Secondly, combinatorial creativity. It combines two different ideas or areas and thus creates something new, but existing on something old. The creative claim here is to discover a connection or benefit between two regions. A well-known example of this kind of creativity is the smartphone. Here the concepts of telephoning and photography have been successfully combined.
The third form of creativity is the most demanding: transformative creativity. This type of creativity creates completely new things, i.e. things that have never been done before. Einstein’s theory of relativity would be a famous example of this.
One thing is clear; we humans “can” all three forms of creativity. But what about AI systems?
AI can be exploratory and combinatorial creative, but transformative creativity is still science fiction.
As already explained in some blog posts, many AI systems base on machine learning. Algorithms examine existing data, recognize patterns and finally present solutions for specific problems. The more data the system gets, the better the algorithm, and thus, its solutions become.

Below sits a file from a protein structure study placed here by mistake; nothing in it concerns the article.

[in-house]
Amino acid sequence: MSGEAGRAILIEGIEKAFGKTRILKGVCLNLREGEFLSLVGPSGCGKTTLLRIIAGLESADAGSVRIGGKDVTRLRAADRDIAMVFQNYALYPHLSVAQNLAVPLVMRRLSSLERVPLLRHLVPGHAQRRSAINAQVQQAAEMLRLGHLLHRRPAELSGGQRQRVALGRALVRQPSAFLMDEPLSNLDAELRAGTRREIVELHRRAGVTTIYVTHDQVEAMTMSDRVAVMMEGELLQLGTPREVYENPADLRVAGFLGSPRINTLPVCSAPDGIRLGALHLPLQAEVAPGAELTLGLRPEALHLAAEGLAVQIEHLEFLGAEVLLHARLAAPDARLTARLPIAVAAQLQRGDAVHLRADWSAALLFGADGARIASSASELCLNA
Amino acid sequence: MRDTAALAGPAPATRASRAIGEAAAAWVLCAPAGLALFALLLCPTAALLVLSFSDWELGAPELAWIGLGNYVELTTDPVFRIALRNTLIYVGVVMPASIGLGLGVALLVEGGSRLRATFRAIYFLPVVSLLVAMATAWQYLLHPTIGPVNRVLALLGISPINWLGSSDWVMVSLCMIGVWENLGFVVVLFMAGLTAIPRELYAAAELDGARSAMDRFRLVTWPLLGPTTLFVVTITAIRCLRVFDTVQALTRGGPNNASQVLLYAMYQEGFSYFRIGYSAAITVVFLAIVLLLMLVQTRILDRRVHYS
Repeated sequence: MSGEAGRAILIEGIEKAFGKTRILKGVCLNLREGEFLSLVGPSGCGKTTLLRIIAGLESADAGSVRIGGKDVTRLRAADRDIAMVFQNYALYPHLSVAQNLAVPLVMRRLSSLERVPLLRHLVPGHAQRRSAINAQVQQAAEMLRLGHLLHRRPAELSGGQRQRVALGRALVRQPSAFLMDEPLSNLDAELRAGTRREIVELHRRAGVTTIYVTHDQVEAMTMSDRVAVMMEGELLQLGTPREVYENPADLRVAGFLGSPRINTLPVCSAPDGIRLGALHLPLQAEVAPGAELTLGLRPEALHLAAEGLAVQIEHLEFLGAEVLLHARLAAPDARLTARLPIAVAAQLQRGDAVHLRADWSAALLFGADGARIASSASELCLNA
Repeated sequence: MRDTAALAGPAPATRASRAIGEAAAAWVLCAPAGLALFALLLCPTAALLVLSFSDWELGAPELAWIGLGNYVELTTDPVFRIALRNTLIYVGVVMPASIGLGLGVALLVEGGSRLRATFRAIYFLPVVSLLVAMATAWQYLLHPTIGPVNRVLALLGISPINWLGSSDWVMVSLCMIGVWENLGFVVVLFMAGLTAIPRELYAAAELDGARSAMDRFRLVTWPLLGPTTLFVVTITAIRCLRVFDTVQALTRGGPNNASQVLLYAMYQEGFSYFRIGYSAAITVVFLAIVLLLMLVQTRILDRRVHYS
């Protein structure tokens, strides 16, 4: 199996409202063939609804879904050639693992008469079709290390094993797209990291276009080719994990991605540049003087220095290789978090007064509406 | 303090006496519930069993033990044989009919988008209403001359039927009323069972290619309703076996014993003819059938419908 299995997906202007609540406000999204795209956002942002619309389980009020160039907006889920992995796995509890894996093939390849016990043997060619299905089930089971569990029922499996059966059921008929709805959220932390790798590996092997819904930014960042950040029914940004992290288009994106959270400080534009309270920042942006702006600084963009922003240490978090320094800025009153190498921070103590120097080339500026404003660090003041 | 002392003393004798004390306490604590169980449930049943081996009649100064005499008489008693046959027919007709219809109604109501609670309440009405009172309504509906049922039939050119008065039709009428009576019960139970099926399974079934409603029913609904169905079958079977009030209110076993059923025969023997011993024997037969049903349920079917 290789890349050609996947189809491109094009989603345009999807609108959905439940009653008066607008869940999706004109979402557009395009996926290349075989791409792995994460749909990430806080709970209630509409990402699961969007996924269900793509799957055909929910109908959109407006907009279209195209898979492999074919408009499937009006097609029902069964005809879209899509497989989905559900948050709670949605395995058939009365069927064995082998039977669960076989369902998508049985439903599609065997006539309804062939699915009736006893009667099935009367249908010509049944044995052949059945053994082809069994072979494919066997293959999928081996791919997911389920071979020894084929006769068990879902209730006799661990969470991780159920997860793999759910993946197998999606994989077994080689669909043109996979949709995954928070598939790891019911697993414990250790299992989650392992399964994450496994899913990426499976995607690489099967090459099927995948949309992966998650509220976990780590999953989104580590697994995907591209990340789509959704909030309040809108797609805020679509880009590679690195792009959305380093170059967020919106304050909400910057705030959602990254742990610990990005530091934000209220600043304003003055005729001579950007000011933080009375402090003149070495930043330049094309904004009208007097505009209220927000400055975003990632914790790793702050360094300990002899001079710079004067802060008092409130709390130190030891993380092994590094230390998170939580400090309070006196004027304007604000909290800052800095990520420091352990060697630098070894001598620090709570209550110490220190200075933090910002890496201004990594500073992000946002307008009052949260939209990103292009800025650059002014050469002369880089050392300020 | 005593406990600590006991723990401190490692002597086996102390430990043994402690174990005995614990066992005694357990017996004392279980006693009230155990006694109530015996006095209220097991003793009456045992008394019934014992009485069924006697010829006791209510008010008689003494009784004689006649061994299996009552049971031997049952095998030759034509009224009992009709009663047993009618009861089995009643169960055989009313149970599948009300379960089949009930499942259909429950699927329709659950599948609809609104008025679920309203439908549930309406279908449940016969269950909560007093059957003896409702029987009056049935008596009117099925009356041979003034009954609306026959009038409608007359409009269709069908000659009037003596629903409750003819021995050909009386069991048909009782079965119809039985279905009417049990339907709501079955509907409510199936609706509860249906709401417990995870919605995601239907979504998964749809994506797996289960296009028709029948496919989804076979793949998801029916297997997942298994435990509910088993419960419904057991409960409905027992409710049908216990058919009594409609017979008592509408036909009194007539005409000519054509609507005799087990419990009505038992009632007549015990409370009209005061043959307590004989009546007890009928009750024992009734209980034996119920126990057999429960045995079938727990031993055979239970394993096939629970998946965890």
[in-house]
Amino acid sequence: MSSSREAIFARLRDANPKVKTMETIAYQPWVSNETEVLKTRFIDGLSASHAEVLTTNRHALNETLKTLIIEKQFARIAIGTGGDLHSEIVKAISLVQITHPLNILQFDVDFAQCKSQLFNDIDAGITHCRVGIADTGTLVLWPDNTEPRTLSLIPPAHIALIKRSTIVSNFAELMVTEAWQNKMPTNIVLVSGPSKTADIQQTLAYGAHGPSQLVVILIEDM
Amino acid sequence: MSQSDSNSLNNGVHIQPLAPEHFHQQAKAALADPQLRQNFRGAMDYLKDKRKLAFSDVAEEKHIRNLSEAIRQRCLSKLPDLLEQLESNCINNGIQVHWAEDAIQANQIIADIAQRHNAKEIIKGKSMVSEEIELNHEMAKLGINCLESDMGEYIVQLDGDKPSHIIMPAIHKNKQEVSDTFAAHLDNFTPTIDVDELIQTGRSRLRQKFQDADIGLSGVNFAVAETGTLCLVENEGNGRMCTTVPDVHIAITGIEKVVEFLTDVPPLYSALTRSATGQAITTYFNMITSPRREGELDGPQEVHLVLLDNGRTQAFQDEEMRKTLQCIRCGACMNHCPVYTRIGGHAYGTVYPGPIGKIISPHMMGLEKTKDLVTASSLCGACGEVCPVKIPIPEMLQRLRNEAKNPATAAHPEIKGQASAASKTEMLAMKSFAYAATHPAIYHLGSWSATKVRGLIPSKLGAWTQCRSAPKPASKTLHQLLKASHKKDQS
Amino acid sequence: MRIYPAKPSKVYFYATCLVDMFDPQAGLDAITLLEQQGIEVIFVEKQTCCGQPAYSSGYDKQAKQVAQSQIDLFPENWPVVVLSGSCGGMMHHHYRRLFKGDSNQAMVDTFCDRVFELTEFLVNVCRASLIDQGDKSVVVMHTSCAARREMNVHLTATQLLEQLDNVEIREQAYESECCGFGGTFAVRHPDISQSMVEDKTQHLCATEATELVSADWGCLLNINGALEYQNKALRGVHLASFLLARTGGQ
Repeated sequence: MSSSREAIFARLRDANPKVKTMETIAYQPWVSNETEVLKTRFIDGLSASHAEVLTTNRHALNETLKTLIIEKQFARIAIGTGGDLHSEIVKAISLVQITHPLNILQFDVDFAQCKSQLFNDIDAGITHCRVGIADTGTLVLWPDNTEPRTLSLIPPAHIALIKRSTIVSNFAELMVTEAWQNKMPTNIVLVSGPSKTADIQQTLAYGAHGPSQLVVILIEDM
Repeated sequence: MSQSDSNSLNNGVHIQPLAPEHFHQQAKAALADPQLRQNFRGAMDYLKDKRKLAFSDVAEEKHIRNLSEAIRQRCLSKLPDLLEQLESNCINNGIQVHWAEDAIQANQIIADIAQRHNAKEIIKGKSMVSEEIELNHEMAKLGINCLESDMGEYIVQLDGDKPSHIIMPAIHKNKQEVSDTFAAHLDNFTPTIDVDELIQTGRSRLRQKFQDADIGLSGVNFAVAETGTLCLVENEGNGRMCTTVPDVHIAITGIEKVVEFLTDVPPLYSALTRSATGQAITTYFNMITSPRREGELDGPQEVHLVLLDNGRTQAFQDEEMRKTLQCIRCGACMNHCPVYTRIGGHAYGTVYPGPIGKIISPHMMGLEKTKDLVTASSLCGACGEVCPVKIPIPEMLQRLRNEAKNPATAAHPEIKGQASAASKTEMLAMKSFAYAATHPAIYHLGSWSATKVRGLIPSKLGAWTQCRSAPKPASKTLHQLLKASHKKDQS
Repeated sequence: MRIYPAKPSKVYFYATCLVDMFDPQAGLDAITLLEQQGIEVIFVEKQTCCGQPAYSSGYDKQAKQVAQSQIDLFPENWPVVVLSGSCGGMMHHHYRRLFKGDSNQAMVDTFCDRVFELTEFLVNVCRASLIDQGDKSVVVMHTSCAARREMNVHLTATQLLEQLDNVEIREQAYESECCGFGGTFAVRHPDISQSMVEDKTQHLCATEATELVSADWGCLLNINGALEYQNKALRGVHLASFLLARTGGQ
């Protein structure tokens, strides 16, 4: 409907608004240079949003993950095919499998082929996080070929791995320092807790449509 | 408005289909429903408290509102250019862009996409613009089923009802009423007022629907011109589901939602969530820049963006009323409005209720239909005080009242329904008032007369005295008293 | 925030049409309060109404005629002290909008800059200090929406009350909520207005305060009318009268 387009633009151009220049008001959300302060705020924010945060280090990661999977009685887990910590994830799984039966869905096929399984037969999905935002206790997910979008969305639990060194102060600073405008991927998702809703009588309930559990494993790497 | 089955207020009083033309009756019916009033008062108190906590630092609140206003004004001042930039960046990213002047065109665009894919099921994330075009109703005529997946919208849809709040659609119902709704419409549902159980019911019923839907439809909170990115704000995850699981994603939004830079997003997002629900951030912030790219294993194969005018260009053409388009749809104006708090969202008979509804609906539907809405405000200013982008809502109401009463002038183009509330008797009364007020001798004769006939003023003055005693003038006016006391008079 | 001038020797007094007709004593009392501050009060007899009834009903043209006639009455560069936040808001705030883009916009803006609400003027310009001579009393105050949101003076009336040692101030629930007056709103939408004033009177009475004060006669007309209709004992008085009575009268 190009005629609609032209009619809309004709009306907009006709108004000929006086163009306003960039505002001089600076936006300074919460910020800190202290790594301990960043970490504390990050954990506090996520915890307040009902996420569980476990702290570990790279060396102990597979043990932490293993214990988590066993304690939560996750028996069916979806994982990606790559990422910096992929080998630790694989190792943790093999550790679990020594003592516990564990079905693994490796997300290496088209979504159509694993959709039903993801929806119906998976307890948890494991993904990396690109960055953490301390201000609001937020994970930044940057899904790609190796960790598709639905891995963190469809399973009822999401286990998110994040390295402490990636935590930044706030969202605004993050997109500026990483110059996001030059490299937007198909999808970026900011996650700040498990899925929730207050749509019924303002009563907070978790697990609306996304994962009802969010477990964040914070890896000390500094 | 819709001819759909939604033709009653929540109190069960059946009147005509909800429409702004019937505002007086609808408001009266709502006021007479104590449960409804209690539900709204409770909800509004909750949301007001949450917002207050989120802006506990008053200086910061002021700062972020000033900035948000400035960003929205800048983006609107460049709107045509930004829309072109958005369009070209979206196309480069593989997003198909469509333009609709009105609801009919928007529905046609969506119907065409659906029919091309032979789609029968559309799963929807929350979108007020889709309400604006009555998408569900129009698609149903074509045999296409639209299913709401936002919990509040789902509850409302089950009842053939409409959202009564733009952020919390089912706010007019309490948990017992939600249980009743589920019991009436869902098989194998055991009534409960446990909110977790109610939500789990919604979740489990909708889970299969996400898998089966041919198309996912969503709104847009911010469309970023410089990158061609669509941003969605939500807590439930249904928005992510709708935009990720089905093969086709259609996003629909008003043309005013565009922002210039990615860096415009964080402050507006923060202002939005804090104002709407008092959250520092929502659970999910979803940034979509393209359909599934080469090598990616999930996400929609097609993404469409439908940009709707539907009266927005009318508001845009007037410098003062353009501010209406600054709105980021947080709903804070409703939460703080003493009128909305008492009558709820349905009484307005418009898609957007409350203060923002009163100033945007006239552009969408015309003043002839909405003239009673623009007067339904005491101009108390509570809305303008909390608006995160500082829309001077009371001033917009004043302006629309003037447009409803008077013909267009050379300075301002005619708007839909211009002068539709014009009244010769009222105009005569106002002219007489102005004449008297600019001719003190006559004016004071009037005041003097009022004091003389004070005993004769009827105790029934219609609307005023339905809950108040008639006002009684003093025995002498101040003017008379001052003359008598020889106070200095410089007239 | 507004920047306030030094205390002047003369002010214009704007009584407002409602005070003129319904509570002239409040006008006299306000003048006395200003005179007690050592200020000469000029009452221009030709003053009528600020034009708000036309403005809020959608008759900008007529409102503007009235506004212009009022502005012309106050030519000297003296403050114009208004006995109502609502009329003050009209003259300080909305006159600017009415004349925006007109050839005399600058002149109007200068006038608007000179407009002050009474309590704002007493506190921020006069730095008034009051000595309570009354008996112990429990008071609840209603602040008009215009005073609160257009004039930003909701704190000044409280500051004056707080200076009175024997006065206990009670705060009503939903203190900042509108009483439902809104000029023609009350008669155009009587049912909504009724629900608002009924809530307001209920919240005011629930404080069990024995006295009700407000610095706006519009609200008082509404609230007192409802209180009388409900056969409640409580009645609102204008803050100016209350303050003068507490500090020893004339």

This approach is, therefore, ideal for explorative creativity. AI-based chess programs that make the best players sweat have been around for a long time.
According to this principle of machine learning, AI programs can now solve more complex tasks: they can compose songs, write stories and scripts. Intelligent algorithms alone can create pictures or photos.
That means that AI systems not only act within specific rules and decide on the best strategy, but they can also create something new. Of course, this is only possible if the systems have enough data to learn from. So an AI-created story is based on hundreds of real stories that serve as the basis for the algorithm.
AI can already simulate combinatorial creativity well. It combines the old to produce the new.